How lizards conquered the world: Three genomic case studies on adaptation and speciation

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Morten Allentoft


University of Copenhagen


DKK 4,186,052




Semper Ardens: Accelerate


Lizards! I am an evolutionary biologist and have always been fascinated by reptiles, so this project is a perfect combination of research and hobby. Using powerful DNA sequencing technology, we aim to study hundreds of lizard genomes across three climate zones, to obtain new information on speciation processes. How did highly temperature-sensitive sand lizards adapt to a cold life in Northern Denmark? Why have a population of wall lizards in Croatia evolved different head shapes over just 50 years? Why do we observe a tremendous diversity of peculiar pygmy chameleons in the Eastern Arc Mountains in Tanzania? By answering these evolutionary riddles, we can obtain knowledge on the basic mechanisms that control the formation and distribution of biodiversity on our planet.


By identifying genetic differences in populations adapted to different environmental conditions, it is possible to pinpoint mutations responsible for the adaptations. This can provide basic new knowledge on natural selection processes and the evolutionary impacts of, for example, ongoing climate changes. This seems particularly pertinent for ectothermic animals like reptiles, whose metabolic processes are highly affected by ambient temperature. Therefore, by studying speciation processes and adaptions to a changing climate and diet, we will be addressing some of the most central and timely themes in evolutionary biology. Moreover, this work will bring attention to an understudied group or organisms that is declining at a global scale.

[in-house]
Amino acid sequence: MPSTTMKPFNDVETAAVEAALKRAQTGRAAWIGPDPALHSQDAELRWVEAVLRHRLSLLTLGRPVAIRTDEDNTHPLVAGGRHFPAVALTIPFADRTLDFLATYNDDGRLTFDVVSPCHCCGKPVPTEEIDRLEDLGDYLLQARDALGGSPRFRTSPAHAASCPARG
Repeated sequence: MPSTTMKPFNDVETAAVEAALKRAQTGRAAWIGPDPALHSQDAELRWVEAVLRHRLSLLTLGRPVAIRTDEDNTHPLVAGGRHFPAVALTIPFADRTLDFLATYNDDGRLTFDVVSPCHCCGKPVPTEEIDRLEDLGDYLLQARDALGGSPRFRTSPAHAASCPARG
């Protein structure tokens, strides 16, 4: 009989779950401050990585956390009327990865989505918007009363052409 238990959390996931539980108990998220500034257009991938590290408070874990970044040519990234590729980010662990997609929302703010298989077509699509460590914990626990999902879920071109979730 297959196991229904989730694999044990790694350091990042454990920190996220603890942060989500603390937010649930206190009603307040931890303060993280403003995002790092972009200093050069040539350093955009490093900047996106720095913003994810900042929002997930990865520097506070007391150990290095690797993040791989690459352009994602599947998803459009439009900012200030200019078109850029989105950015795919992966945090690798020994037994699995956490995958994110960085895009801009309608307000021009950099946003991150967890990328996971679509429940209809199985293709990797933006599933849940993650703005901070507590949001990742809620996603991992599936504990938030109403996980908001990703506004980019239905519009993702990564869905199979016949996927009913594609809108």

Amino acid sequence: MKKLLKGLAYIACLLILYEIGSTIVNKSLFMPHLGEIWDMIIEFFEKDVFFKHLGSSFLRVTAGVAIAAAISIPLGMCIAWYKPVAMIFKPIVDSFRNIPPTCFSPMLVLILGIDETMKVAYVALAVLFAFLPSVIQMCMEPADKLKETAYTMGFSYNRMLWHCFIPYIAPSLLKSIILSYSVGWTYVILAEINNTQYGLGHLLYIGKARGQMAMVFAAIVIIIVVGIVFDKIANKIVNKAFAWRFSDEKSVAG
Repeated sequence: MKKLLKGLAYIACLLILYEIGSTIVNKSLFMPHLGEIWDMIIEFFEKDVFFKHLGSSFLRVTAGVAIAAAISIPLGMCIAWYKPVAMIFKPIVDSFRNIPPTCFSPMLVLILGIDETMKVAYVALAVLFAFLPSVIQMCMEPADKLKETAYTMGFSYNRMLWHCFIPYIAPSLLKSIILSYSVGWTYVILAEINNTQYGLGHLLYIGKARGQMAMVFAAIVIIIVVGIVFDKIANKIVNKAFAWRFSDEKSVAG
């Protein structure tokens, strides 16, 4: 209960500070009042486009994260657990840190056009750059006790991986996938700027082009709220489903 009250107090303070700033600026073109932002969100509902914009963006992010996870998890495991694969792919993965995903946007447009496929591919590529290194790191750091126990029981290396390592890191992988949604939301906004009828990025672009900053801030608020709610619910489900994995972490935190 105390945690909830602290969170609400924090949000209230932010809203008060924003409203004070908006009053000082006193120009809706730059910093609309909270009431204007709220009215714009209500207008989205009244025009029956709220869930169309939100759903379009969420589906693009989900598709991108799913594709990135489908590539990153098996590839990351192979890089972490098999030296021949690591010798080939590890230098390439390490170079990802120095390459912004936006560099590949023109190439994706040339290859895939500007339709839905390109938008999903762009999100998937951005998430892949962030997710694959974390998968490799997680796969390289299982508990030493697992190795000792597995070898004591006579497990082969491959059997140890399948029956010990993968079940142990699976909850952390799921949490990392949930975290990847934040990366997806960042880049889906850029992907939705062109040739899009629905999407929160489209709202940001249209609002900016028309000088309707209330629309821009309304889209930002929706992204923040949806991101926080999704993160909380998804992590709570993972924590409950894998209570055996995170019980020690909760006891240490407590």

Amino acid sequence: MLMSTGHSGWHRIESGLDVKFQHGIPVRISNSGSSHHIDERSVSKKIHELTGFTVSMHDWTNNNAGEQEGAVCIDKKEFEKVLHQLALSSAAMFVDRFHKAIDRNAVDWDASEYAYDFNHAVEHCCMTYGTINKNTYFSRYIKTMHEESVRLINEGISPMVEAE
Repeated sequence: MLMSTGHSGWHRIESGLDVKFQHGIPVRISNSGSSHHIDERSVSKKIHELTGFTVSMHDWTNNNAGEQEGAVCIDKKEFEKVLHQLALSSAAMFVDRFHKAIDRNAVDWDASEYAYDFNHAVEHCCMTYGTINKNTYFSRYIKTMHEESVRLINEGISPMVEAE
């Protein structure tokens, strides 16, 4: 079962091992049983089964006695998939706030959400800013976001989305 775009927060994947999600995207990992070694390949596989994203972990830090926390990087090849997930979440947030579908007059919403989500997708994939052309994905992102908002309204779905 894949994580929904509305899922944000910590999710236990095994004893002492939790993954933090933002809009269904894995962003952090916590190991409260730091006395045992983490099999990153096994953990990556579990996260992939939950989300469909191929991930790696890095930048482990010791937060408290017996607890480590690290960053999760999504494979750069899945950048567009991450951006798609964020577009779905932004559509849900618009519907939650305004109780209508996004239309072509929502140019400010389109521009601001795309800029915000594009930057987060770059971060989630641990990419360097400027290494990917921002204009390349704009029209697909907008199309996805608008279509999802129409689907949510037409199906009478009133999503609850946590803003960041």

Because evolutionary forces are expressed as changes in the genetic code over time, large scale genomic data sets are ideal for obtaining detailed insight into speciation processes. But the first step is always to collect tissue samples – in this case we will sample both animals in the wild and museum specimens. This is the fun part that for example involves climbing steep slopes in East African montane rainforests at night to search for chameleons! Next, we will extract the DNA in the lab and use Next Generation Sequencing to assemble complete genomes of many individuals from the species in question. We can then use powerful computers to compare genomes from different species or populations, thereby identifying the exact genes or regions that carry the marks of evolutionary change.

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